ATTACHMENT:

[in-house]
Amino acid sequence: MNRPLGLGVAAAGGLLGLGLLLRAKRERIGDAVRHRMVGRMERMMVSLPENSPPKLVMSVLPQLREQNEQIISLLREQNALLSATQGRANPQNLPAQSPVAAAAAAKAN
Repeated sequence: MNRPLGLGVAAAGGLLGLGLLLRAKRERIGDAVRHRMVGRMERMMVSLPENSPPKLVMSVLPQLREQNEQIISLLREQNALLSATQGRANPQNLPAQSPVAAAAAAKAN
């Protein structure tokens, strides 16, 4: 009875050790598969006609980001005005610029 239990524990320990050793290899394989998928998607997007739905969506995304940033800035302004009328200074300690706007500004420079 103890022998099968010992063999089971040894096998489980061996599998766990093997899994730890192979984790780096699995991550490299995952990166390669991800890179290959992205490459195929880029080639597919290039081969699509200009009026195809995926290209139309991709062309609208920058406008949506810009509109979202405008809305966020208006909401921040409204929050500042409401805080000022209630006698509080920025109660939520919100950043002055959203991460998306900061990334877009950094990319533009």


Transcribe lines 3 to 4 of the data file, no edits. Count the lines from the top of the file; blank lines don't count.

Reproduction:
Repeated sequence: MNRPLGLGVAAAGGLLGLGLLLRAKRERIGDAVRHRMVGRMERMMVSLPENSPPKLVMSVLPQLREQNEQIISLLREQNALLSATQGRANPQNLPAQSPVAAAAAAKAN
């Protein structure tokens, strides 16, 4: 009875050790598969006609980001005005610029 239990524990320990050793290899394989998928998607997007739905969506995304940033800035302004009328200074300690706007500004420079 103890022998099968010992063999089971040894096998489980061996599998766990093997899994730890192979984790780096699995991550490299995952990166390669991800890179290959992205490459195929880029080639597919290039081969699509200009009026195809995926290209139309991709062309609208920058406008949506810009509109979202405008809305966020208006909401921040409204929050500042409401805080000022209630006698509080920025109660939520919100950043002055959203991460998306900061990334877009950094990319533009």